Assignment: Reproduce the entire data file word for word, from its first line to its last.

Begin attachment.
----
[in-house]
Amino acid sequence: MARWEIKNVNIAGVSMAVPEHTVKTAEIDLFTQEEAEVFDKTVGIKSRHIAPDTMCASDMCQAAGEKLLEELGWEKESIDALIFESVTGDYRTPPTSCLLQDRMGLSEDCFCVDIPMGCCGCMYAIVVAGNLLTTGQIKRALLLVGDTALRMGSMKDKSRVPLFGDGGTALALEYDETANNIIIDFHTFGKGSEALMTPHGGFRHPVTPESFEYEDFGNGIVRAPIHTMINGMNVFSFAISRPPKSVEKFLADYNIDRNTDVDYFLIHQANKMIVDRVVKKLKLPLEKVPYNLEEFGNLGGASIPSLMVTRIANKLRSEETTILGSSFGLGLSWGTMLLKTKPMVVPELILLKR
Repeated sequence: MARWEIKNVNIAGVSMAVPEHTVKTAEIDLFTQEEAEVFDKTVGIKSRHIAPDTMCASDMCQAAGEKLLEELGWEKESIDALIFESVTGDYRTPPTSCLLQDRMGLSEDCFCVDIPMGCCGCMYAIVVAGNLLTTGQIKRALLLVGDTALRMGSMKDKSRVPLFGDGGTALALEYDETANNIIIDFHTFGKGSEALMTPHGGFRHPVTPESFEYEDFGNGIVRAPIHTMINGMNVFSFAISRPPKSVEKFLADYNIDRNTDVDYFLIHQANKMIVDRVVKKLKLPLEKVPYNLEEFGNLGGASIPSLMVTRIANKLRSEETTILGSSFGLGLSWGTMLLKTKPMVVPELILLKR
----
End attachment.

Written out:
[in-house]
Amino acid sequence: MARWEIKNVNIAGVSMAVPEHTVKTAEIDLFTQEEAEVFDKTVGIKSRHIAPDTMCASDMCQAAGEKLLEELGWEKESIDALIFESVTGDYRTPPTSCLLQDRMGLSEDCFCVDIPMGCCGCMYAIVVAGNLLTTGQIKRALLLVGDTALRMGSMKDKSRVPLFGDGGTALALEYDETANNIIIDFHTFGKGSEALMTPHGGFRHPVTPESFEYEDFGNGIVRAPIHTMINGMNVFSFAISRPPKSVEKFLADYNIDRNTDVDYFLIHQANKMIVDRVVKKLKLPLEKVPYNLEEFGNLGGASIPSLMVTRIANKLRSEETTILGSSFGLGLSWGTMLLKTKPMVVPELILLKR
Repeated sequence: MARWEIKNVNIAGVSMAVPEHTVKTAEIDLFTQEEAEVFDKTVGIKSRHIAPDTMCASDMCQAAGEKLLEELGWEKESIDALIFESVTGDYRTPPTSCLLQDRMGLSEDCFCVDIPMGCCGCMYAIVVAGNLLTTGQIKRALLLVGDTALRMGSMKDKSRVPLFGDGGTALALEYDETANNIIIDFHTFGKGSEALMTPHGGFRHPVTPESFEYEDFGNGIVRAPIHTMINGMNVFSFAISRPPKSVEKFLADYNIDRNTDVDYFLIHQANKMIVDRVVKKLKLPLEKVPYNLEEFGNLGGASIPSLMVTRIANKLRSEETTILGSSFGLGLSWGTMLLKTKPMVVPELILLKR